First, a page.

COONAMBLE was this month the venue for another community meeting that discussed what is a national issue for Australia – water security.
It is a pressing issue for the driest continent on earth and it was forefront of mind for the gathering of 500 people on February 10 at Coonamble Bowls Club.
The temperature that day topped at 43.3 degrees Celsius, heat you wouldn’t last long in without water.
There was deep-seated concern at the meeting about the potential threat of Coal Seam Gas mining to the Great Artesian Basin. CSG is methane gas that gathers around underground seams of coal and is similar, but not the same, as natural gas.
It was school teacher Adam Macrae who explained the issue the people had gathered to discuss and learn more about.
Mr Macrae made it clear he believed if a pipeline was built on the Western Slopes and Plains, gas wells would follow and he was against both projects.
He explained the concept of Coal Seam Gas exploration and what it meant for the people who rely on the water below them.
“The Great Artesian Basin is below us, underneath that are coal seams,” he said.
“The company wants to drill through the basin to the coal seams and then exploit gas reserves around them and bring it back to the surface.” Pipes will be punched through the basin’s waters, chemicals and huge amounts of water will be forced through those pipes, bringing the gas to the surface for capture. And that is the issue at hand.
The company proposing the mining operations says it will not depressurise, nor pollute the Great Artesian Basin and detractors say nobody can of good conscience make such assurances.
The company responsible for the Narrabri Gas Project is Santos, a company formed in South Australia in 1954 to drill for oil. Its name is an acronym for South Australian Northern Territory Search for Oil.
In 1954, the post-World War II dream of owning a motor vehicle was alive and well, with the FJ Holden first hitting the road and petrol prices at today’s equivalent of 39 cents a gallon (3.7 litres). And the country wanted as much oil as it could muster.
The Great Artesian Basin is the largest and deepest artesian basin on the planet, underlying 1.7 million square kilometres of Australia and reportedly containing 64,000 cubic kilometres of ground water.
It is a vast reserve and the water contained within it is held in positive pressure, meaning, in many cases, one need only puncture the reserve to tap into a reliable flow without a pump. Largely this is the only fresh water available for much of inland Australia. Without the Great Artesian Basin, much of inland Australia – including areas of the Northen Territory, Queensland, South Australia and NSW – would not be habitable, and the food produced in these regions would no longer be available to the world. In areas of the basin, water has been scientifically aged at more than two million years old.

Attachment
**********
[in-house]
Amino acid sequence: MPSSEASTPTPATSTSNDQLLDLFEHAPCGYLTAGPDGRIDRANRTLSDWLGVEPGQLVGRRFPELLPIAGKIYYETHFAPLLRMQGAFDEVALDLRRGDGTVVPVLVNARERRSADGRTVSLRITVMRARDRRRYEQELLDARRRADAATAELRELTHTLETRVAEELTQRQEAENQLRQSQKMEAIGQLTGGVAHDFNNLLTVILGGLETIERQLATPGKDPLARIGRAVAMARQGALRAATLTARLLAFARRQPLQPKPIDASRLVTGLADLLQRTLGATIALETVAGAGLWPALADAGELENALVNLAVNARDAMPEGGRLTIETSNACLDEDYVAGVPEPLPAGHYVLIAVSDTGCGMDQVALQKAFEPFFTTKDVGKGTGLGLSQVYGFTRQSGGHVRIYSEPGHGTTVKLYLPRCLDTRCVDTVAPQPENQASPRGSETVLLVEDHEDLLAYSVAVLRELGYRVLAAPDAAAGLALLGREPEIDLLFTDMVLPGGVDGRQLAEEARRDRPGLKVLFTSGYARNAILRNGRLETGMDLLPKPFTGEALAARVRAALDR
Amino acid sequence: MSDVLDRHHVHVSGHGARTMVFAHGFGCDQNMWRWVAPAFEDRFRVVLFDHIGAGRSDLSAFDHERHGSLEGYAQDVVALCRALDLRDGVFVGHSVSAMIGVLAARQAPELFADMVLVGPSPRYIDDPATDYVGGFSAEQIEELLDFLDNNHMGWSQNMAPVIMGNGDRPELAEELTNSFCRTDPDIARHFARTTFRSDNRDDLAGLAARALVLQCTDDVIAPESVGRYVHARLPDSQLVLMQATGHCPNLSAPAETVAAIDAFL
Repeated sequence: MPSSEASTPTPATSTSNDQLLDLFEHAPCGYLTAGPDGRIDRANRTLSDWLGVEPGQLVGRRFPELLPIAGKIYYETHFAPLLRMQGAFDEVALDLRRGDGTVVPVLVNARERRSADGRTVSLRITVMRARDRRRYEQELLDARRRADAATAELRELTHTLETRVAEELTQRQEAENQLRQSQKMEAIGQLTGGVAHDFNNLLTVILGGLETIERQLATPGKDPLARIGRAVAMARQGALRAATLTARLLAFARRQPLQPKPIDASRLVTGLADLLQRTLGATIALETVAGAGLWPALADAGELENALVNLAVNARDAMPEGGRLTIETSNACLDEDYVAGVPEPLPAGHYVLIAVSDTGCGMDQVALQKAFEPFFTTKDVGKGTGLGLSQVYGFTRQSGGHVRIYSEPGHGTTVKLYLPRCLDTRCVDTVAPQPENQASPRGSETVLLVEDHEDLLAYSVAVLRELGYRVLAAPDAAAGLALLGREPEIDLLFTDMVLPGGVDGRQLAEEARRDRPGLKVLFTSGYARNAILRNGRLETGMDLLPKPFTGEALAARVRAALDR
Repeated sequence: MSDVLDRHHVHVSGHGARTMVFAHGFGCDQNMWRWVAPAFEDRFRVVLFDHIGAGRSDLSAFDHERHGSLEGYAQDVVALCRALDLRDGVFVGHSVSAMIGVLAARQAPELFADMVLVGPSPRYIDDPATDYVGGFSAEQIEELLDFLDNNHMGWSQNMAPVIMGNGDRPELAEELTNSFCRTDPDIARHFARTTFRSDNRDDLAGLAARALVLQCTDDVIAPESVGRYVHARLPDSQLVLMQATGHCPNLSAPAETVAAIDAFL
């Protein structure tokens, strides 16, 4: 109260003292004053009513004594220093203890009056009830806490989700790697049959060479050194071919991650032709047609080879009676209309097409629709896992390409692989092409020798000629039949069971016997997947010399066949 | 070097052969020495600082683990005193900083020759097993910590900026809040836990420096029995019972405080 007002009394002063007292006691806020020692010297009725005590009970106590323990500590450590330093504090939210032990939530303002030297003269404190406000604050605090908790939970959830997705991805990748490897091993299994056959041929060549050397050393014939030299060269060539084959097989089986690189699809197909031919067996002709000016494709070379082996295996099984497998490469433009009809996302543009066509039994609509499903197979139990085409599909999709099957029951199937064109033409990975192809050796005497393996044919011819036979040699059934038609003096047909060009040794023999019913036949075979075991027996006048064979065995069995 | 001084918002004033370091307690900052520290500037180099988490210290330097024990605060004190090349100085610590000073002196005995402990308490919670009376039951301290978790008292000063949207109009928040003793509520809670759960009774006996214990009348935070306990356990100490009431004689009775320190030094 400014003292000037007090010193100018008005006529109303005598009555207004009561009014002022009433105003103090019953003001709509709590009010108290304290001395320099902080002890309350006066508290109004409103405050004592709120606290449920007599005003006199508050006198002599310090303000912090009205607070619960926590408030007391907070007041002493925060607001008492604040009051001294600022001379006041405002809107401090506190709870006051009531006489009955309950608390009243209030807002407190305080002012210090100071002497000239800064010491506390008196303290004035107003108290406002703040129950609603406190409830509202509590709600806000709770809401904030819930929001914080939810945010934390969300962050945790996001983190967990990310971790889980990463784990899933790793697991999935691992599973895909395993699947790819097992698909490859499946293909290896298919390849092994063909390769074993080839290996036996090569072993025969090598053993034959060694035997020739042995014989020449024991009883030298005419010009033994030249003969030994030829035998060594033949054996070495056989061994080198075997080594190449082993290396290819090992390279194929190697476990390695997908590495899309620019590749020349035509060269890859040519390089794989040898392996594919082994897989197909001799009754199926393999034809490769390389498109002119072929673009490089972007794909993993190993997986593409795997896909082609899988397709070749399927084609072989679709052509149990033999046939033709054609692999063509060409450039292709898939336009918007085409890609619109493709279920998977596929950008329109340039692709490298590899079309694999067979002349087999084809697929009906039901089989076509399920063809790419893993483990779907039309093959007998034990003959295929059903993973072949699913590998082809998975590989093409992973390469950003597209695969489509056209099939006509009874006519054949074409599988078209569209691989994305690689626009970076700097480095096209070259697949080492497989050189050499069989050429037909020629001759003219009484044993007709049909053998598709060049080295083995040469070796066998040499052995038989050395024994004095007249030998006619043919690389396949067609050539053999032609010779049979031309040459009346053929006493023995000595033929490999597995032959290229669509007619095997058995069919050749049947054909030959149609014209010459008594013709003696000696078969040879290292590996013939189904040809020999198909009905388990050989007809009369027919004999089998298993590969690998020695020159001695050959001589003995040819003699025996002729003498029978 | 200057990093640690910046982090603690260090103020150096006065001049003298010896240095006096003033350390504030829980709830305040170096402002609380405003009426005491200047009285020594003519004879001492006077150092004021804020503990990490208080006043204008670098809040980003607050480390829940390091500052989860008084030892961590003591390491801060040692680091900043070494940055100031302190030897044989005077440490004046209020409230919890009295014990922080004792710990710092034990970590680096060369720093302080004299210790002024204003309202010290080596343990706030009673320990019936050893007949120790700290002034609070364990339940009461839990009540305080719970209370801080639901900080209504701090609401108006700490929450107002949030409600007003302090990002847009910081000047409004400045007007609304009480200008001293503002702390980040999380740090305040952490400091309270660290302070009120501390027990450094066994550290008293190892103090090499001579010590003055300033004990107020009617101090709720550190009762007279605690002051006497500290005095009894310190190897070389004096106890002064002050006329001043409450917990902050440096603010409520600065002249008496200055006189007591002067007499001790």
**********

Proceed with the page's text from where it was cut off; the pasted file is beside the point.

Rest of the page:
As the Coonamble meeting took place, international news reports predicted Cape Town, a South African city of about half a million people, would run dry sometime in June this year after three years of drought.
Mr Macrae drew attention to Cape Town’s predicament and the fact water might no longer flow from the city’s taps.
If you want to talk significant, let’s talk about agriculture, we can do this forever.
“With a 17-inch (431 millimetre) rainfall, Coonamble can’t stand up on surface water alone, look at Cape Town now, the mayor’s got a plan there – rain.”
It is the precarious nature of water in Australia that had the assembled crowd concerned. Mr Macrae farms about 1500 hecatres of land – he crops wheat, barley and chickpeas and has a livestock component to his business. “Admittedly 2016 was a good year, but on our little plot alone we produced 10 million serves of chickpeas and five and half million serves of beef, and we cropped enough barley to help support our enterprise for two years,” he said.
“If you want to talk significant, let’s talk about agriculture, we can do this forever,” he said, referring to the finite resource extraction industry as opposed to farming and the potential land use conflict the two pursuits pose.
“Why can’t we value our farms? Other countries do. There’s one thing I know the world doesn’t have, and that’s someone who knows how to fix an aquifer.”
The issue of a gas pipeline and gas mining has been dominating the Macrae family, along with the five children included in it and the associated sports and social activities they’re involved in. Mr Macrae said his seven-year-old daughter asked him from the back of the car one afternoon: “Why doesn’t the government stop this?”
His nine-year-old son piped up: “Aren’t scientists saying it’s bad?”
His double barrelled response: “I don’t know, and yes they are.”